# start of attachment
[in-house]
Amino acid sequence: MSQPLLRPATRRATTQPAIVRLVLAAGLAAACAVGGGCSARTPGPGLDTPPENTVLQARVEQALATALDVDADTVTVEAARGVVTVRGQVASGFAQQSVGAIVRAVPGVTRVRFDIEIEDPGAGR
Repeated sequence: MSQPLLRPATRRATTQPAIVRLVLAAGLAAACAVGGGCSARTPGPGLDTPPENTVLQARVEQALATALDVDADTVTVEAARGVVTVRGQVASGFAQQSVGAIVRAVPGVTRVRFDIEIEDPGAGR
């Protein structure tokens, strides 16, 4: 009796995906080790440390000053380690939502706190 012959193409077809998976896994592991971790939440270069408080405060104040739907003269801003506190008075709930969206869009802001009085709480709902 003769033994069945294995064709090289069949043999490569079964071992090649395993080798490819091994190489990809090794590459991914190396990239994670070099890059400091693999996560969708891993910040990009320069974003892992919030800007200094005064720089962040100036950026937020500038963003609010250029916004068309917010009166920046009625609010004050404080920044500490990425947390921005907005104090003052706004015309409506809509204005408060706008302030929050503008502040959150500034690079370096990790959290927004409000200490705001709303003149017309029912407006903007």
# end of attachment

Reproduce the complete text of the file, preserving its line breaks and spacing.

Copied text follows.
[in-house]
Amino acid sequence: MSQPLLRPATRRATTQPAIVRLVLAAGLAAACAVGGGCSARTPGPGLDTPPENTVLQARVEQALATALDVDADTVTVEAARGVVTVRGQVASGFAQQSVGAIVRAVPGVTRVRFDIEIEDPGAGR
Repeated sequence: MSQPLLRPATRRATTQPAIVRLVLAAGLAAACAVGGGCSARTPGPGLDTPPENTVLQARVEQALATALDVDADTVTVEAARGVVTVRGQVASGFAQQSVGAIVRAVPGVTRVRFDIEIEDPGAGR
């Protein structure tokens, strides 16, 4: 009796995906080790440390000053380690939502706190 012959193409077809998976896994592991971790939440270069408080405060104040739907003269801003506190008075709930969206869009802001009085709480709902 003769033994069945294995064709090289069949043999490569079964071992090649395993080798490819091994190489990809090794590459991914190396990239994670070099890059400091693999996560969708891993910040990009320069974003892992919030800007200094005064720089962040100036950026937020500038963003609010250029916004068309917010009166920046009625609010004050404080920044500490990425947390921005907005104090003052706004015309409506809509204005408060706008302030929050503008502040959150500034690079370096990790959290927004409000200490705001709303003149017309029912407006903007």